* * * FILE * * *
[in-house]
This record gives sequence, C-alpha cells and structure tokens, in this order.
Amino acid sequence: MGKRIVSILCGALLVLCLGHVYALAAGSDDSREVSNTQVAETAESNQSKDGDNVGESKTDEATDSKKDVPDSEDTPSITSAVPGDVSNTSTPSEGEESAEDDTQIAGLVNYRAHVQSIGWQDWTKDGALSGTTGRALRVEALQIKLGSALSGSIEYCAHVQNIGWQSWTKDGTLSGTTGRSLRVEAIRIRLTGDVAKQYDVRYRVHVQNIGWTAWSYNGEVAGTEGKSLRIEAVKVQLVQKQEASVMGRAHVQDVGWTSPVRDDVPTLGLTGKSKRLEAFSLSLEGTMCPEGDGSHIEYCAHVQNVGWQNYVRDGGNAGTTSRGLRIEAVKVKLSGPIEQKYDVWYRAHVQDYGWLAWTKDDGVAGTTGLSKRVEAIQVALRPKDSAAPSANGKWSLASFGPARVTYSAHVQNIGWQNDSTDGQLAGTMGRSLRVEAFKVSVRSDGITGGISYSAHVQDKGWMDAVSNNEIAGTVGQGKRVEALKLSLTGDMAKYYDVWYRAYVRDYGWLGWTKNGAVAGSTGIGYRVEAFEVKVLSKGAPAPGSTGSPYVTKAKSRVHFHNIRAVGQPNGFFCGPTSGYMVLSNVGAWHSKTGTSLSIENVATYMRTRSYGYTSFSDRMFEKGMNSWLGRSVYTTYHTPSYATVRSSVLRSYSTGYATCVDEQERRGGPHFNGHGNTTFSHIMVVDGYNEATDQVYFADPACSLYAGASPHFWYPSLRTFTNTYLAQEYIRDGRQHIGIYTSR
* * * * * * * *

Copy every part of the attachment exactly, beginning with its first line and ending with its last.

[in-house]
This record gives sequence, C-alpha cells and structure tokens, in this order.
Amino acid sequence: MGKRIVSILCGALLVLCLGHVYALAAGSDDSREVSNTQVAETAESNQSKDGDNVGESKTDEATDSKKDVPDSEDTPSITSAVPGDVSNTSTPSEGEESAEDDTQIAGLVNYRAHVQSIGWQDWTKDGALSGTTGRALRVEALQIKLGSALSGSIEYCAHVQNIGWQSWTKDGTLSGTTGRSLRVEAIRIRLTGDVAKQYDVRYRVHVQNIGWTAWSYNGEVAGTEGKSLRIEAVKVQLVQKQEASVMGRAHVQDVGWTSPVRDDVPTLGLTGKSKRLEAFSLSLEGTMCPEGDGSHIEYCAHVQNVGWQNYVRDGGNAGTTSRGLRIEAVKVKLSGPIEQKYDVWYRAHVQDYGWLAWTKDDGVAGTTGLSKRVEAIQVALRPKDSAAPSANGKWSLASFGPARVTYSAHVQNIGWQNDSTDGQLAGTMGRSLRVEAFKVSVRSDGITGGISYSAHVQDKGWMDAVSNNEIAGTVGQGKRVEALKLSLTGDMAKYYDVWYRAYVRDYGWLGWTKNGAVAGSTGIGYRVEAFEVKVLSKGAPAPGSTGSPYVTKAKSRVHFHNIRAVGQPNGFFCGPTSGYMVLSNVGAWHSKTGTSLSIENVATYMRTRSYGYTSFSDRMFEKGMNSWLGRSVYTTYHTPSYATVRSSVLRSYSTGYATCVDEQERRGGPHFNGHGNTTFSHIMVVDGYNEATDQVYFADPACSLYAGASPHFWYPSLRTFTNTYLAQEYIRDGRQHIGIYTSR